As the leaves start falling on the hills surrounding Barga we can begin to see the shape of the mountains, houses and barns and even roads snaking up the mountainside which for months have been hidden from view by overhanging trees.
The green verdant colours of the summer are gradually being replaced by orange, yellows and browns until later on this month or early next, all will be bare and almost monotone until that shocking burst of green once more fills up our eyes in the spring.
All this paring away of the vegetation does reveal some interesting things though – not least of which, the Cachi or to give them their botanical name: the Diospyros kaki, better known probably as the Japanese Persimmon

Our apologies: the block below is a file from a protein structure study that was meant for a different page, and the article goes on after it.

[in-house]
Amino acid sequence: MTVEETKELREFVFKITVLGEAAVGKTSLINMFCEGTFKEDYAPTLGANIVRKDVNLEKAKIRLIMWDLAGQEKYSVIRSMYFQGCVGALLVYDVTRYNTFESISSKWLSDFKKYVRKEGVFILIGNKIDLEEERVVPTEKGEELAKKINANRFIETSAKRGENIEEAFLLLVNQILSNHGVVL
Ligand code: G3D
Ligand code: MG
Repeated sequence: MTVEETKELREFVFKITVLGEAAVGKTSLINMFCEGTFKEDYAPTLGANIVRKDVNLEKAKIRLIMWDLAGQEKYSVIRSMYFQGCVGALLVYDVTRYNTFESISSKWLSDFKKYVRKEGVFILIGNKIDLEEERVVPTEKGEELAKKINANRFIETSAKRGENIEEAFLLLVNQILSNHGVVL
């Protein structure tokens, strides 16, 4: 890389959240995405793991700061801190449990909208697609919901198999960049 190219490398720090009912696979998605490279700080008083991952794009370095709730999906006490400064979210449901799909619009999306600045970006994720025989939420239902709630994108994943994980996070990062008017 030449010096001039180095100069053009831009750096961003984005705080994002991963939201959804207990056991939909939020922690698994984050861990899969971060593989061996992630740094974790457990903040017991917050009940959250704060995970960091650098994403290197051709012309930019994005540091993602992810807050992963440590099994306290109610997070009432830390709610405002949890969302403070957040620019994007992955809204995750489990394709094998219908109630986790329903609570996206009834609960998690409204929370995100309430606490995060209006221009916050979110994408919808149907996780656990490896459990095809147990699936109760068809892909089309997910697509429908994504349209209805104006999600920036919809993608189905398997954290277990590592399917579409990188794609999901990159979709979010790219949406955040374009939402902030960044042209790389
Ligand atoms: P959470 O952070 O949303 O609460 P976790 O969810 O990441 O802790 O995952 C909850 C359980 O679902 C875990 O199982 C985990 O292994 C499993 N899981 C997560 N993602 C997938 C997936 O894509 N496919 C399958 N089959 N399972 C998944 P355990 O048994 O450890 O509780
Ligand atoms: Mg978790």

Once upon a time, more or less every house that had some land surrounding it would have a Japanese Persimmon tree growing close to the buildings. Their orange fruit stands out as probably the only bright colour in an otherwise drab winter landscape.
Nobody is really sure when these plants actually arrived in this area but what is known is that once they’d taken root in Garfagnana soil they also took firm roots in the local culture as they became the fruit of the winter season.
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